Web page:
With the exception of The Fate of the Furious, the even-numbered films are bad. The lazily titled Fast & Furious, the fourth in the franchise, is the least bad of the bad ones, but it is still tentative and forgettable. Its plot does not concern the Bureau of Alcohol, Tobacco, and Firearms’ botched “Operation Fast and Furious”—internet Republicans’ second favorite Obama-era controversy after Benghazi—though it does sort of prefigure the scandal. The film’s signal accomplishment is structural: it reunites the cast and sets the subsequent films in motion. Diesel, Walker, Rodriguez, Brewster, and Kang all return, but they all do their best work in other films. Fast & Furious is also the first appearance of Gal Gadot (now better known as Wonder Woman), the Puerto Rican rapper Tego Calderón, and singer Don Omar, who have small parts as members of Dom’s crew. The plot involves a Mexican drug lord, and in two separate instances Diesel and Walker drive through tunnels under the border, which sounds like more fun than it is. It is a shock when Letty dies early in the movie, but—at least in retrospect—you never quite believe that such a bleak development can be permanent. She is not resurrected until Fast & Furious 6.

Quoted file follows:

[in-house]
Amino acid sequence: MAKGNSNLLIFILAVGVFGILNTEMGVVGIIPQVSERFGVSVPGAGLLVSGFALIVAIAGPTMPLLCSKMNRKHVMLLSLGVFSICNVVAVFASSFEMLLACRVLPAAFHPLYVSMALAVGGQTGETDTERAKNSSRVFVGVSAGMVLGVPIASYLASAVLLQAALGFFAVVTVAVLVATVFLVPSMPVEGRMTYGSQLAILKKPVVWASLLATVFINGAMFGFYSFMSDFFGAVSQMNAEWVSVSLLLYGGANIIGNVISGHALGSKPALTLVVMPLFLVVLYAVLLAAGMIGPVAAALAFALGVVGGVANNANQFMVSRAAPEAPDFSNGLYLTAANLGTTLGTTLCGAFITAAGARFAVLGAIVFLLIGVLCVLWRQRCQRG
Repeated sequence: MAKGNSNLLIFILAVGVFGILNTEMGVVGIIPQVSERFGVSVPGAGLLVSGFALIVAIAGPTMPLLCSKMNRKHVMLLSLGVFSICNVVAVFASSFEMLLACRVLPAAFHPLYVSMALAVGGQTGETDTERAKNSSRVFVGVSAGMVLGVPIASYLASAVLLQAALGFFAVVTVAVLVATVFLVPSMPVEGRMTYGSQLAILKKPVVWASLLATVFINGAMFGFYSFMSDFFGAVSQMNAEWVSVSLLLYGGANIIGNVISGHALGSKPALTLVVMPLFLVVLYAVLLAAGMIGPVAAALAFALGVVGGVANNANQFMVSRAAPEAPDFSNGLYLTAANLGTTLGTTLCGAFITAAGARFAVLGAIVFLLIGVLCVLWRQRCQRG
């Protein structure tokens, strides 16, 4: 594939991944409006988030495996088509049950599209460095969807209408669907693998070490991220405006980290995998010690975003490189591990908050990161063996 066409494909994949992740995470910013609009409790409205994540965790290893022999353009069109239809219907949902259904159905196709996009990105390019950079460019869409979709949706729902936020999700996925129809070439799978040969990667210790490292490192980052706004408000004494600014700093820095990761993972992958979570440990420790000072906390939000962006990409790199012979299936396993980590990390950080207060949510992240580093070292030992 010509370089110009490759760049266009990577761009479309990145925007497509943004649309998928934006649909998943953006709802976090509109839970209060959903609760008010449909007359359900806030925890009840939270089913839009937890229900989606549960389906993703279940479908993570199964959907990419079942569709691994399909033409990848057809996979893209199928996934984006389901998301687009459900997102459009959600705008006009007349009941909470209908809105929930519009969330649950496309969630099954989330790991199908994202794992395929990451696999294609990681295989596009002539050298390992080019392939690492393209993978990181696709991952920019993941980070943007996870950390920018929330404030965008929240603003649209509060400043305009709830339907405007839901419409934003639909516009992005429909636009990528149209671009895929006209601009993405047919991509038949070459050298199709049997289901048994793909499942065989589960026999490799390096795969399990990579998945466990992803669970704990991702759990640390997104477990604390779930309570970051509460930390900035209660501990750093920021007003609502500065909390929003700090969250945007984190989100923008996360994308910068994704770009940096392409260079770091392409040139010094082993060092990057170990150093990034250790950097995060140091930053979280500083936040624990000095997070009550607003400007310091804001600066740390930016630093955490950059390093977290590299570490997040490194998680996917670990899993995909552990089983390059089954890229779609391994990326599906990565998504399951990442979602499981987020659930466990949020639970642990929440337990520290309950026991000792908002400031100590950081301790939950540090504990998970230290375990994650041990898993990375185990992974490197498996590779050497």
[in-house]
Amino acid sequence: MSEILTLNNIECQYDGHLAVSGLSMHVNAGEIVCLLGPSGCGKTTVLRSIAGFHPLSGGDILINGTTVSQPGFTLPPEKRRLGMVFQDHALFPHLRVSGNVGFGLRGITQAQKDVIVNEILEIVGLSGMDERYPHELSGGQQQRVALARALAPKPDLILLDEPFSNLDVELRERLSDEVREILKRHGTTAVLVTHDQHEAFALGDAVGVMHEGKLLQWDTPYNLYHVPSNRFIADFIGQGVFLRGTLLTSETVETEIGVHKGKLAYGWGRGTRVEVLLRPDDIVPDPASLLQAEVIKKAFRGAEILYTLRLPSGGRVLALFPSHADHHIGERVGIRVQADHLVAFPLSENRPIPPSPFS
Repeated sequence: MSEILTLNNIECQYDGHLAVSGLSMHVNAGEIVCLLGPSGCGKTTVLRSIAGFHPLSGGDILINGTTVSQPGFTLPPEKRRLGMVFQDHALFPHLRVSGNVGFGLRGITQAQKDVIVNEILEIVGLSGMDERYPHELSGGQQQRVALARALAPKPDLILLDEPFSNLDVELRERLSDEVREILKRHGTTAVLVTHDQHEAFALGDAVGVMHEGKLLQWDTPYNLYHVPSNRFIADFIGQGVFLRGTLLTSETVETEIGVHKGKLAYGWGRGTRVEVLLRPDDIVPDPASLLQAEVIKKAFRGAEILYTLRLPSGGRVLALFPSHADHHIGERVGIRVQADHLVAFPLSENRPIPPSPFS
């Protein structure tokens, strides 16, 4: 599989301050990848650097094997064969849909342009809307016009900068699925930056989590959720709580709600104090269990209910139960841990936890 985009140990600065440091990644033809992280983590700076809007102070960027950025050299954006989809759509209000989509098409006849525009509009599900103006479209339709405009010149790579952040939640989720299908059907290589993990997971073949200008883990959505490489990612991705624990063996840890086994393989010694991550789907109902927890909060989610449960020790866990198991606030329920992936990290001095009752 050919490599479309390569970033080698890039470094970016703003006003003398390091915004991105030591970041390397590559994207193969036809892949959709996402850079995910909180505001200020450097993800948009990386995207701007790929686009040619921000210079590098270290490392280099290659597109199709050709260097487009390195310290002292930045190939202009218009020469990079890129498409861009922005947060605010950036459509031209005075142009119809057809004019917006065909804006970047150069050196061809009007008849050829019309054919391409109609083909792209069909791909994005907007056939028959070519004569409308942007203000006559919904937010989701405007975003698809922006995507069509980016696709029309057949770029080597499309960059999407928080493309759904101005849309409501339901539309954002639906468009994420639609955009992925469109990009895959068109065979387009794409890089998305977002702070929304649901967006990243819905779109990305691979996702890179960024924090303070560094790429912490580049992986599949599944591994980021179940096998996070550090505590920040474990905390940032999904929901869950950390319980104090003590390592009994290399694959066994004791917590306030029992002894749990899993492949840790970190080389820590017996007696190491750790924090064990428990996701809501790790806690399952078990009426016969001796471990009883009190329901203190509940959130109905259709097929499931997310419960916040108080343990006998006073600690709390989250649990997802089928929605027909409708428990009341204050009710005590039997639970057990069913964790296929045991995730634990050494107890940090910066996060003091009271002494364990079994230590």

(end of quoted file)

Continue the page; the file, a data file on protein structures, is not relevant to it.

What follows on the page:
Fast Five—released a decade after the first film and a decade into the war on terror—is the key to the franchise as it currently stands, and the most off-putting of all the films. It broke sharply from the modesty of the early movies and their focus on the theft, racing, and maintenance of cars. A behemoth that contains some of the franchise’s best moments, it also introduces its most troubling features, including, worst of all, Dwayne “The Rock” Johnson as Luke Hobbs.

Fast Five is significantly longer than any of the previous films, and its budget was far larger. (The first film cost a relatively modest $38 million to make; Fast Five cost over three times that, and Fate’s budget was an obscene $250 million.) Characters who were once very good at racing, stealing, and crashing cars are revealed to be masters of hand-to-hand combat, surveillance, computer hacking, robbery, and gunplay. The best way to understand Fast Five is as an over-the-top remake of the earlier films in a new genre: the mega-expensive heist movie. It is more Mission: Impossible—Rogue Nation than Two-Lane Blacktop.